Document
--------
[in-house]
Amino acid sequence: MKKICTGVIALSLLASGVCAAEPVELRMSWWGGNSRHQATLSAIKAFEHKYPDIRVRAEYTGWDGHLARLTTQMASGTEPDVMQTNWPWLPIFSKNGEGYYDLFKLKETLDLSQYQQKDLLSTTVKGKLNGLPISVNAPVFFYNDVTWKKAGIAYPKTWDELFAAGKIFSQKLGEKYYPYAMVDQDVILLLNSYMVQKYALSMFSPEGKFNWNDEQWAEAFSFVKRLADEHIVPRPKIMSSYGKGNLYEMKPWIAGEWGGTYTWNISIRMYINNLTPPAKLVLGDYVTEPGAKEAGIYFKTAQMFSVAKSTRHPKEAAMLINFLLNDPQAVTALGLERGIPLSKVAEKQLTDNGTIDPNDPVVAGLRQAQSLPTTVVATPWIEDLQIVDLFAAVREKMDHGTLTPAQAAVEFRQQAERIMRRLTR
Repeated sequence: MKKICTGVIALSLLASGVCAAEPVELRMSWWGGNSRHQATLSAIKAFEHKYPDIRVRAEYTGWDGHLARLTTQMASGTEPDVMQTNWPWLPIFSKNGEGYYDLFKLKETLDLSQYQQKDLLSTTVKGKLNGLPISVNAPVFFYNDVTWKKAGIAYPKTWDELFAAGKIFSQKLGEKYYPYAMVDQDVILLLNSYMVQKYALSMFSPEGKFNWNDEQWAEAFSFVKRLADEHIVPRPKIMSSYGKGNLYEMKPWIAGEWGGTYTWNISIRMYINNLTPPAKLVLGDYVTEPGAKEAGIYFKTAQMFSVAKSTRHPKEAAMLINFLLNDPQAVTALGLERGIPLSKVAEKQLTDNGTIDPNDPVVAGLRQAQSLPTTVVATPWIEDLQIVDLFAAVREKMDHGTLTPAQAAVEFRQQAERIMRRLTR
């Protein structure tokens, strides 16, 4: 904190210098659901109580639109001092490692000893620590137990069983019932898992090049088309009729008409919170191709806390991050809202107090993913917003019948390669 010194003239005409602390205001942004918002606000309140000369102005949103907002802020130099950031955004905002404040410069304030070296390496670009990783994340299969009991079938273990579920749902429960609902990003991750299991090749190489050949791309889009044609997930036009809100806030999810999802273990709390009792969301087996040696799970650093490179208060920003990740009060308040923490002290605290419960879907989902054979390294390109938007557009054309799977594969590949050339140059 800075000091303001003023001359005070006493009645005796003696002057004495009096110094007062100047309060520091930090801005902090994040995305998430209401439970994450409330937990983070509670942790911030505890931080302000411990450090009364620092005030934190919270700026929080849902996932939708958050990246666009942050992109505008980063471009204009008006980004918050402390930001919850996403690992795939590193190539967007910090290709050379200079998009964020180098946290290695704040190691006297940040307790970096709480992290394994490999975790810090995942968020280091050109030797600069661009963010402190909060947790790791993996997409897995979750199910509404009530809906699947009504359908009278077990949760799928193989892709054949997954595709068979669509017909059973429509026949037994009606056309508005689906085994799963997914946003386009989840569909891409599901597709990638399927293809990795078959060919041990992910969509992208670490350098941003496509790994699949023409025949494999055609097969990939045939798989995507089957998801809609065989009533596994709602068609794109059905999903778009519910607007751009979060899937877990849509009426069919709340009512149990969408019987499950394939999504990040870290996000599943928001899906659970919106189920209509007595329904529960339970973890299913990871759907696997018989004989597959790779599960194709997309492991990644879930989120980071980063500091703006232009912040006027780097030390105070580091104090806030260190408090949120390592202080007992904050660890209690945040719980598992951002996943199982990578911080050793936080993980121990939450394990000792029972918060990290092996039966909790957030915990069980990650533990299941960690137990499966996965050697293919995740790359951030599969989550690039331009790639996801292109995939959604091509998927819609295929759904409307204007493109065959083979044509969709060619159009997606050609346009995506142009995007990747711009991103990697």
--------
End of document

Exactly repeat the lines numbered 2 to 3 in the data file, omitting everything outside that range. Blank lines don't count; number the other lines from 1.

Amino acid sequence: MKKICTGVIALSLLASGVCAAEPVELRMSWWGGNSRHQATLSAIKAFEHKYPDIRVRAEYTGWDGHLARLTTQMASGTEPDVMQTNWPWLPIFSKNGEGYYDLFKLKETLDLSQYQQKDLLSTTVKGKLNGLPISVNAPVFFYNDVTWKKAGIAYPKTWDELFAAGKIFSQKLGEKYYPYAMVDQDVILLLNSYMVQKYALSMFSPEGKFNWNDEQWAEAFSFVKRLADEHIVPRPKIMSSYGKGNLYEMKPWIAGEWGGTYTWNISIRMYINNLTPPAKLVLGDYVTEPGAKEAGIYFKTAQMFSVAKSTRHPKEAAMLINFLLNDPQAVTALGLERGIPLSKVAEKQLTDNGTIDPNDPVVAGLRQAQSLPTTVVATPWIEDLQIVDLFAAVREKMDHGTLTPAQAAVEFRQQAERIMRRLTR
Repeated sequence: MKKICTGVIALSLLASGVCAAEPVELRMSWWGGNSRHQATLSAIKAFEHKYPDIRVRAEYTGWDGHLARLTTQMASGTEPDVMQTNWPWLPIFSKNGEGYYDLFKLKETLDLSQYQQKDLLSTTVKGKLNGLPISVNAPVFFYNDVTWKKAGIAYPKTWDELFAAGKIFSQKLGEKYYPYAMVDQDVILLLNSYMVQKYALSMFSPEGKFNWNDEQWAEAFSFVKRLADEHIVPRPKIMSSYGKGNLYEMKPWIAGEWGGTYTWNISIRMYINNLTPPAKLVLGDYVTEPGAKEAGIYFKTAQMFSVAKSTRHPKEAAMLINFLLNDPQAVTALGLERGIPLSKVAEKQLTDNGTIDPNDPVVAGLRQAQSLPTTVVATPWIEDLQIVDLFAAVREKMDHGTLTPAQAAVEFRQQAERIMRRLTR